Mother reveals she bought nothing new for herself for a whole year

Mother reveals she saved £1,800 by not buying new clothes for a YEAR – but says the best thing she got back was the time she would’ve spent online shopping

  • Amy Moore, 40, decided to not buy any clothes or household goods in 2019
  • London mother-of-two only bought cleaning products and University books  
  • She estimates she saved £1,800 but said the greatest gift was having more time 

A mother revealed how she saved almost £2,000 by not buying new clothes for a year.  

Amy Moore, 40, from London, ‘loves clothes’ but wanted to change her lifestyle in order to streamline her life and reduce her impact on the environment. 

At the start of 2019, Amy, an acupuncture student and mother of two children aged six and seven, vowed not to buy any new clothes or ‘non-essential’ household goods. She also cut back on make-up and skincare products. 

In total, Amy estimates she saved £1,800 through her new shopping habits – but said the greatest benefit was getting the time back she would have otherwise spent shopping.

Amy Moore,  40, from London, decided to not buy any clothes or household goods for all of 2019. She is pictured here at birthday party where she borrowed a ski outfit from a friend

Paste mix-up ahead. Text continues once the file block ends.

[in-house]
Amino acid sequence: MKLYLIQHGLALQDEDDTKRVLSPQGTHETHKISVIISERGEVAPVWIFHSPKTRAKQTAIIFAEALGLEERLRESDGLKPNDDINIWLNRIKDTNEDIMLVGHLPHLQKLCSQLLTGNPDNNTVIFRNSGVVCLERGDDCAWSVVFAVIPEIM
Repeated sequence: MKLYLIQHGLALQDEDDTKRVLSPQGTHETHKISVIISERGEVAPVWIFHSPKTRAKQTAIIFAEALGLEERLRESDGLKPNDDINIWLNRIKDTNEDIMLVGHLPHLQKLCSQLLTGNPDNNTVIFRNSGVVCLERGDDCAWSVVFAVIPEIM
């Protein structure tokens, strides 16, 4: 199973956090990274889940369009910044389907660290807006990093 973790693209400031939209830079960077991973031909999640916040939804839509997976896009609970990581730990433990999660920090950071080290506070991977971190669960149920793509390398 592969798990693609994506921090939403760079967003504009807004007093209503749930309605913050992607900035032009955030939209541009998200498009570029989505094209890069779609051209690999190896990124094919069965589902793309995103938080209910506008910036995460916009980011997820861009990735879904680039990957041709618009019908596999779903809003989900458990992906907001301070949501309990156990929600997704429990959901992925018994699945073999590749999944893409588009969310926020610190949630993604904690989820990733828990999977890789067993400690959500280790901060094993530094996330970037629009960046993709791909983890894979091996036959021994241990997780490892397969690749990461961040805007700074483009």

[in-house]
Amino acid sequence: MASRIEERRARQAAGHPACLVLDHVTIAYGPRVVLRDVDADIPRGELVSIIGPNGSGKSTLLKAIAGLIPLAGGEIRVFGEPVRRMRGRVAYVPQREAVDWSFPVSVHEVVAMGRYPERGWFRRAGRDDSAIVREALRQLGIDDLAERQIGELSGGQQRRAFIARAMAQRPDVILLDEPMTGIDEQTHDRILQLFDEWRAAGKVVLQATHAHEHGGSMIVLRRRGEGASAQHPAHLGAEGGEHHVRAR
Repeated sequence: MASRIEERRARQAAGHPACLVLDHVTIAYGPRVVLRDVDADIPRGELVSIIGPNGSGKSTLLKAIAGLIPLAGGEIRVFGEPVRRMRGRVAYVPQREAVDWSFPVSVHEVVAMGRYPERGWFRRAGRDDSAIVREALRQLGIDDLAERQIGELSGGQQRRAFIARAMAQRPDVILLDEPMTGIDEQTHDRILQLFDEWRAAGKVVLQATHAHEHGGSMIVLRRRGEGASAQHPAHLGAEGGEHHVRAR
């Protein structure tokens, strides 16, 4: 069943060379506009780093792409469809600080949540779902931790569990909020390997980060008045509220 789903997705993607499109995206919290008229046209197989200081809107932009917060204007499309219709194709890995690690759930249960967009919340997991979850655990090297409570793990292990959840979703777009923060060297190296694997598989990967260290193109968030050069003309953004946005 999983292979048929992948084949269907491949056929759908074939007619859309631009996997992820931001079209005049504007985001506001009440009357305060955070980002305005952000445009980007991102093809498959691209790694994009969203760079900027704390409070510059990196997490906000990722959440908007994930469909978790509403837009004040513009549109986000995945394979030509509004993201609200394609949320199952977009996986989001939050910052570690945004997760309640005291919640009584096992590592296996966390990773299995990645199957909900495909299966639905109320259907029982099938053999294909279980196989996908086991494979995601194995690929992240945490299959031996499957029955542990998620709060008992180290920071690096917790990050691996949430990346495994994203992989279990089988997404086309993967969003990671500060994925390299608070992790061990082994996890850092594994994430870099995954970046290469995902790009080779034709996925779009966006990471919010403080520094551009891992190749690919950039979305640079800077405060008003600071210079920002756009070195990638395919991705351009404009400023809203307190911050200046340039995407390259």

Wanting to do her bit for the environment, the Acupuncture student (left)- who has two children aged six and seven – gave up all new things, after she was inspired by a friend who stopped buying single use plastic. She is pictured with her sister

Speaking to exclusively to Femail she said: ‘I think time is the main thing it’s given me this year, which I needed the most, is time and headspace. 

‘I’m studying for a degree in Acupuncture and my husband has his own business, so I needed to be super intentional with my time. 

‘I didn’t spend time scrolling and buying online because a 20 per cent off voucher had landed in my inbox (I unsubscribed from all online retailer newsletters).

‘I didn’t spend time sending it all back, I didn’t nip into the shops on the way home only to buy something I wouldn’t wear and didn’t need. 

‘I didn’t spend time browsing for that perfect outfit that would make me feel amazing, I felt amazing as I was.’ 

Amy is pictured left in a coat, her last purchase of 2018. At the start of 2019 she decided not to buy anything new. Right, on a trip to Ibiza she wore recycled outfits and borrowed clothes


1. Start small

Don’t get overwhelmed by trying to do too much too fast. Start by integrating just one small change into your everyday life, like using a re-usable cup for your morning or having one meat-free evening meal a week, then building in more sustainable swaps once the first one has become a habit.